Friday, September 28, 2007
Thursday, September 20, 2007
It is glazed in our bamboo glaze and our teal blue. Where they overlap, a lovely jade green appears. I am so pleased my lines are parallel and the glazes stayed put. Usually when I overlap glazes, I want the glaze to run. but in this case I was hoping for clean lines.
I don't test all my glaze combinations. I know - I should be ashamed, but I really enjoy this risky part of ceramics.
Wednesday, September 19, 2007
Teapots are some of the most challenging functional pieces to make. The body of the pot, the spout, and the lid are all usually thrown as separate pieces and then assembled. The handle is usually pulled or extruded and then added. So, you have to have an assemblage of parts that will hopefully works together and you have to slowly dry the pot so that those pieces don't crack and fall back off.
Another difficulty that potters have with teapots, and the reason so few regularly make them, is the dribbling spout. So often, a gorgeous teapot comes out of the kiln and whenever it is poured, a good amount of tea runs down the belly of the pot. It is the potter's bane.
My teapot goes into the kiln tonight, but Alex's is ready and up for sale. The Bamboo Forest Teapot is a somewhat traditional teapot with loads of details that make it something special. To see what makes this teapot special, just check out the listing on Etsy.
Tuesday, September 11, 2007
Every kiln load brings about great pleasure, and usually sadness, too. There is always something that didn't turn out right or whose glaze isn't what you expected. It is the nature of pottery, but it can be harsh. These are all from the same kiln load and all bringers of pleasure. I won't too often show the disappointments here, at least not until I've lived with them a while. I don't know if other mediums are such harsh masters. Do other artists frequently have to trash their work? I suppose if I stopped experimenting I would not have theses disappointments, but I am not willing to give up the joy of an experiment that wields something amazing.
Saturday, September 8, 2007
The only sad thing - one of those items is a cheap import! Ugh. Sort of sullied the whole event.
Wednesday, September 5, 2007
This type of sink trap is easy to build and effective if you are sending clay or silt down your drains. Many potters use a trap similar to this in concept that uses a 3 or 5 gallon bucket, but the sturdy rectangular plastic boxes are much easier to get a good seal on. This is mucky stuff and you don't want your set up to leak. If you have questions, leave a comment and we'll try to help.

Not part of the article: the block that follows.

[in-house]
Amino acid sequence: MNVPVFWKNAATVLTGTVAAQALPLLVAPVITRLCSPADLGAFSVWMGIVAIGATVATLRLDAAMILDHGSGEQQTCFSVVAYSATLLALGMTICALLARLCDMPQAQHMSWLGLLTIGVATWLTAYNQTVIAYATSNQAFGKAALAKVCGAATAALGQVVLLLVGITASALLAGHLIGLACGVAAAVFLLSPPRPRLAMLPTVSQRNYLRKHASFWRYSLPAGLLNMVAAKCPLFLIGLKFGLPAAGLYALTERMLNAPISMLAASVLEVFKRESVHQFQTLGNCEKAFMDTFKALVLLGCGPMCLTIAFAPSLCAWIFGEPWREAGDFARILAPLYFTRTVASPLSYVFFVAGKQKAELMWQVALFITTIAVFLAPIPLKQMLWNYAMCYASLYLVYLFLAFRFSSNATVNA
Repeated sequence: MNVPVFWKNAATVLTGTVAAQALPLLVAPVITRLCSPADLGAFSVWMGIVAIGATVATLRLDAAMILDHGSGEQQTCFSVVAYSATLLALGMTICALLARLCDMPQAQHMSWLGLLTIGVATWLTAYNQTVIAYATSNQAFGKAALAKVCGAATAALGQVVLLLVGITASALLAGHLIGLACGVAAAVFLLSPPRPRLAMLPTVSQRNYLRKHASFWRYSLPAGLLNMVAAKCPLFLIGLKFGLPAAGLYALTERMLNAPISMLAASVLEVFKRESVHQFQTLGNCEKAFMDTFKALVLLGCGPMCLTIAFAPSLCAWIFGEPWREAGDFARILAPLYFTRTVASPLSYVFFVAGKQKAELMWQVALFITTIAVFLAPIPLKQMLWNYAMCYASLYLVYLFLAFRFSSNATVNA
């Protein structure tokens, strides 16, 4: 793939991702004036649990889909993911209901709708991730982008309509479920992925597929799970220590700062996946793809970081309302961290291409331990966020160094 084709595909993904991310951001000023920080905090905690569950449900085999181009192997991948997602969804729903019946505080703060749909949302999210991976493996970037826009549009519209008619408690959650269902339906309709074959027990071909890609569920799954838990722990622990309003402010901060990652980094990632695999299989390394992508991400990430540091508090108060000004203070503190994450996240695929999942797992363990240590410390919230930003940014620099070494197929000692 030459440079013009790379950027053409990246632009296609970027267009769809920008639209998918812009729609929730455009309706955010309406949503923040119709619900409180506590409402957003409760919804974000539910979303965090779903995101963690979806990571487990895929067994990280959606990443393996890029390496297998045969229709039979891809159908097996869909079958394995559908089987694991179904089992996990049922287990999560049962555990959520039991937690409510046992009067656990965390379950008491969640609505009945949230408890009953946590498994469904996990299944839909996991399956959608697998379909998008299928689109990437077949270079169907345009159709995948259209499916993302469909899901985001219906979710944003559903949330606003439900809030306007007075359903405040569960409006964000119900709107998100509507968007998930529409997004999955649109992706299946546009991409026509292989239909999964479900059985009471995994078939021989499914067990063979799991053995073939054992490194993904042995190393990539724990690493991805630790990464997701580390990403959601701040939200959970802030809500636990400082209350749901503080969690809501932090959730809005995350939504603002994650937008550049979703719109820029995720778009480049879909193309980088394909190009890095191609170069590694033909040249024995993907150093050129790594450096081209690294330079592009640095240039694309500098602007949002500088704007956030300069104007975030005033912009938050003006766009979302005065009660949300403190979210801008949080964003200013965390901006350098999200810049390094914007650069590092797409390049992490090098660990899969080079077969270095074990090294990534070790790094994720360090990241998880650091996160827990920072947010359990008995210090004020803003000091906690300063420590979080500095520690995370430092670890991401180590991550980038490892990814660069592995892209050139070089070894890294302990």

Tuesday, September 4, 2007
Here are the rules:
1. Link to your tagger and post these rules.
2. List eight (8) random facts about yourself.
3. Tag eight people at the end of your post and list their names (linking to them).
4. Let them know they’ve been tagged by leaving them a comment on their blogs.
1. We own a paint-your-own ceramics shop.
2. We met and fell in love in a paint-your-own ceramics shop.
3. Lisa throws on the wheel backwards, but can throw the "right" way.
4. Alex wants to hike the entire Appalachian Trail. Lisa would like to go, too.
5. We took 15 people on our honeymoon with us, to a cabin with no running water.
6. We sometimes set up our sewing machines at opposite ends of the dining room table to quilt and sew.
7. The International Storytelling Festival is our favorite yearly event.
8. Lisa collects salt and pepper shakers.
In my head, we are much more exciting than that.
The people I am tagging are: Deborah Pottery, Lurearts Ceramics, Harrilu, MAKUstudio, Colorado Art Studio, Meringue, Block Party Press, and LazyT Crochet.
Monday, September 3, 2007
Now I have the experience and choice to have bright and shiny if I want it, but I still tend to steer clear of it. My favorite glazes are all browns and golden browns, soft green and blues. I tend toward a peaceful muted palette on my pots. I allow myself any whim that passes, but overwhelmingly, my pots are the soothing sort, not the jarring sort.
I would, however, love a glaze that mimicked the skin of a watermelon, in colors and in texture. Not everything earthy is brown after all! And if I could capture the charcoal gray and teal blue on that butterfly, I would be inspired beyond measure.
Sunday, September 2, 2007
Saturday, September 1, 2007
I've been playing with layering clay in a way that imitates collage. This is first piece out of the kiln that uses that technique. I love the depth and contrast of this piece. It gives me such a peaceful feeling.
It began months ago with the carving a a cylindrical bamboo stamp. I rolled out a thick coil of clay and let it harden to leather hard, carved in the pattern repeat, and then fired it so I can use it over and over for years.
I also carved the raven stamp using a similar technique, but the raven is carved into the end of the cylinder instead of around it. The raven stamp is my newest stamp and I think it will be a favorite.
So the piece is assembled from two pieces of clay that are rolled and stamp, cut or torn. They are joined then fired. Glaze is carefully applied and the piece is returned to the kiln. I could not decide whether this piece should be a magnet, brooch or pendant, so I will let a buyer decide.